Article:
Prince William County and Manassas schools had trouble meeting Adequate Yearly Progress (AYP) goals last school year, but is it poor education or extremely high standards that are responsible?

In Prince William, 28 out of 82 schools didn’t meet AYP in 2009-10, up four from the 2008-09 school year. The situation was even worse in Manassas where seven out of eight schools failed.

Of course, if you take Virginia as a whole, none of this seems surprising, and it becomes difficult to blame the problem on any one particular district. There are 132 school divisions in Virginia – 12 made AYP.

AYP testing is part of the federal No Child Left Behind Act, which seeks to measure the progress and performance of the nation’s students. Since it was enacted in 2002, there has been grumbling from many people. Some teachers feel that the necessity of meeting mandated benchmarks forces them to teach to the tests which determine AYP, rather than simply concentrating on giving their students a well-rounded education.

Part of the problem with meeting AYP last year relates to new graduation and disability standards. For the first time, about 80 percent of all students must get an advanced or standard diploma in four years. Also, standards for disabled students were raised this year. These two factors alone led to 128 schools and 24 schools divisions in Virginia missing AYP. The Prince William County school division missed AYP only because it failed to meet the new disability standards.

To read more about this go to Inside Nova.

One question that arises from these scores is who’s to blame? Are schools underperforming, or are requirements simply too steep?

It’s a hard question to answer.  On the one hand, can anyone be blamed for wanting the highest education standards for students? But on the other hand, not meeting AYP can have serious consequences for schools.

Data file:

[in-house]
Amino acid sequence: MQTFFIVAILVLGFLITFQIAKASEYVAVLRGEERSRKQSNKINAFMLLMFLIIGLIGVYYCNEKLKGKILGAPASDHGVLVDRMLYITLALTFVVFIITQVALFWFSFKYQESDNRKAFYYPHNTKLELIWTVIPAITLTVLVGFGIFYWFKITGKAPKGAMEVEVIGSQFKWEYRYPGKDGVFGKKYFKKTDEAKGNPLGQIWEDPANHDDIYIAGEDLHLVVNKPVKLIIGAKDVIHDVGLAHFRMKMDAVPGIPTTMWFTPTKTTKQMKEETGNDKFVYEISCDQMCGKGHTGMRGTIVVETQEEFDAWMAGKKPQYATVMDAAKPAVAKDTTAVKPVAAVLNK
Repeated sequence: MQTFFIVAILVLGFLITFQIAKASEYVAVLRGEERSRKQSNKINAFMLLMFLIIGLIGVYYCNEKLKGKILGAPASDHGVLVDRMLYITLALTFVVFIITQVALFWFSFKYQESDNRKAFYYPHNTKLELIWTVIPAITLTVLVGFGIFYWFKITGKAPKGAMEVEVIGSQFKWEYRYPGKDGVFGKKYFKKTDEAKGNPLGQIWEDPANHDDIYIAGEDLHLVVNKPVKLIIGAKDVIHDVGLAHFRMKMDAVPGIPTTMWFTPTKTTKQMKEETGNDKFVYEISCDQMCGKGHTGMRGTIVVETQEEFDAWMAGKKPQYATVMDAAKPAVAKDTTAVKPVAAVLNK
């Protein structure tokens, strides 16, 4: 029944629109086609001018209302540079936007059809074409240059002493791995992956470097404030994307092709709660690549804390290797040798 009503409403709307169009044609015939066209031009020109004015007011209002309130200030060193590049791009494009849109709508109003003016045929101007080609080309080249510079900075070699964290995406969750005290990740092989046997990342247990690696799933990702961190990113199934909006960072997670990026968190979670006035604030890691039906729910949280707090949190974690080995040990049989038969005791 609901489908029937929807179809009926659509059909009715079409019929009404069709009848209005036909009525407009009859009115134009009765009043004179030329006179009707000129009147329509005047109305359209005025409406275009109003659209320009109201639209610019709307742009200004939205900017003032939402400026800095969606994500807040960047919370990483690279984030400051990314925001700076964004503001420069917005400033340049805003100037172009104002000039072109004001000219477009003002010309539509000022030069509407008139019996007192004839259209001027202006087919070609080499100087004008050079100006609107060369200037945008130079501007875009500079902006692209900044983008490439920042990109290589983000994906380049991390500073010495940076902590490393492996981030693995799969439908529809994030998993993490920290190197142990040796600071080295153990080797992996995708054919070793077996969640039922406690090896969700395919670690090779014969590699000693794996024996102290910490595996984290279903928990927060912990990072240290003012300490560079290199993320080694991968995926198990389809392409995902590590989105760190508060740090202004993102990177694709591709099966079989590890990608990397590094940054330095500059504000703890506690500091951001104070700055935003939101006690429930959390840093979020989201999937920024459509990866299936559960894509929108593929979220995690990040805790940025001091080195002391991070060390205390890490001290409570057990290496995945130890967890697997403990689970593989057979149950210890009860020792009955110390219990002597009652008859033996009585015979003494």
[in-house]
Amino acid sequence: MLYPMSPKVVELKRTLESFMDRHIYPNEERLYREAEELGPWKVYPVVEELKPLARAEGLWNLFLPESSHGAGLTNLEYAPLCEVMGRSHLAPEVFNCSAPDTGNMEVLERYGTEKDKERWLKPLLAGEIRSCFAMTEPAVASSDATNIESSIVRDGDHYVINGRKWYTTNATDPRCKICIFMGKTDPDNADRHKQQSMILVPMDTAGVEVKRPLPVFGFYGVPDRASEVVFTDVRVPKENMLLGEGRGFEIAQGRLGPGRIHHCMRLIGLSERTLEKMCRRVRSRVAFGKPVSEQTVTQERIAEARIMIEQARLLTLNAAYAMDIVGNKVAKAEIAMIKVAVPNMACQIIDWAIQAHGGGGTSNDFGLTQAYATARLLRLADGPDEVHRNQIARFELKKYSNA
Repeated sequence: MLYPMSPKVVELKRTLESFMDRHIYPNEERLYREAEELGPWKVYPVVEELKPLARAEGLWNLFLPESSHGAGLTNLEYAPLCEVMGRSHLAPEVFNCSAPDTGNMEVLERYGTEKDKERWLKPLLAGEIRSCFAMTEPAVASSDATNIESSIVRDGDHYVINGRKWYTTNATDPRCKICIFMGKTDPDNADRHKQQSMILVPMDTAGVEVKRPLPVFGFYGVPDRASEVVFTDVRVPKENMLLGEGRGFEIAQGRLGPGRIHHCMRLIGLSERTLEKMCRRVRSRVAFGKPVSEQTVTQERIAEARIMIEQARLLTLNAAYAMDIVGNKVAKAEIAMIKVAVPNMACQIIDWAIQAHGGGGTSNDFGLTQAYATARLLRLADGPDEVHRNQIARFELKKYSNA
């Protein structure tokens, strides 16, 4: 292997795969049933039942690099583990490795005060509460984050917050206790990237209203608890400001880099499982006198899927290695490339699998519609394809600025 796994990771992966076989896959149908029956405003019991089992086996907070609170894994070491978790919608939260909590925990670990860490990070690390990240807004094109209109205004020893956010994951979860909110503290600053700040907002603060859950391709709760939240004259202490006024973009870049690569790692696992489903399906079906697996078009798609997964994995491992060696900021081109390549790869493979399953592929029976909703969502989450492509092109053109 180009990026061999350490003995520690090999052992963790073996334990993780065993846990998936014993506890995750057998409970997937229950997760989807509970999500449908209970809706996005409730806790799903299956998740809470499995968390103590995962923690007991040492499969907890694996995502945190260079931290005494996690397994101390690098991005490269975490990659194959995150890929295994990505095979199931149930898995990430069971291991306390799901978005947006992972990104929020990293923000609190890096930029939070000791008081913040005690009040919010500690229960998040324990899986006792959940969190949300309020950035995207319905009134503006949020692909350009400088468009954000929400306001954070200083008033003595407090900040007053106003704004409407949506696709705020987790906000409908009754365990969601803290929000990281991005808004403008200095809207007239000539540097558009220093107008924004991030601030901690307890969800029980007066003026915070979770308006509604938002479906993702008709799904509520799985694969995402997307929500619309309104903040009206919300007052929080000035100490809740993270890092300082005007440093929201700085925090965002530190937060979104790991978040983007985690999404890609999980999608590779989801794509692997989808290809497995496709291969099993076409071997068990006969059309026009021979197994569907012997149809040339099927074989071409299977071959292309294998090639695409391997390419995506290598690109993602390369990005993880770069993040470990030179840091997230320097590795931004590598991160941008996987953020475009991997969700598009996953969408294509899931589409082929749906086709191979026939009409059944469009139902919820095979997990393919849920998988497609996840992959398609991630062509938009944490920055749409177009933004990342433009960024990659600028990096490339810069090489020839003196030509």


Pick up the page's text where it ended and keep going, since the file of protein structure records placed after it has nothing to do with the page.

Title I schools – schools receiving federal assistance because of their large low-income student populations – face the toughest consequences.  If they don’t make AYP two years in a row, these schools are labeled as being in “improvement,” a fact schools then have to report to parents. Also, schools in “improvement” must give parents the choice of sending their children to better performing schools.

If a Title I school misses AYP for three years, then the previous requirements remain and schools must also give students Supplemental Education Services.

After four years of missing AYP, in addition to the previous penalties, schools must choose one of the following options: changing some of their staff, coming up with a new curriculum, lessening management’s authority, hiring outside experts to advise them, reorganizing the school internally, or making the school year or day longer.

After five years, planning for school restructuring begins. After six years, those plans are put into effect.

The information about these consequences were found here.

Three Title I elementary schools in Prince William County – Bel Air, River Oaks and Neabsco – missed AYP for the second year in a row, meaning they will have to offer students the choice of transferring.

According to this article from The Virginian-Pilot, the consequences for non-Title I schools are less severe because they don’t receive the same federal funding, but school divisions still must take steps toward improvement if non-Title I schools miss AYP.

While perhaps necessary, the consequences of not making AYP can be costly and may severely change the lives of students and teachers. Of course, in some cases, that is desirable, but if failures result from unrealistic requirements, then the consequences may be too severe.

In the end, the question of whether or not requirements are too onerous might be better left to experts. But parents would do well to educate themselves as to what AYP requirements are, why they are what they are and what the consequences could be to their child if the school they attend does not make Adequate Yearly Progress.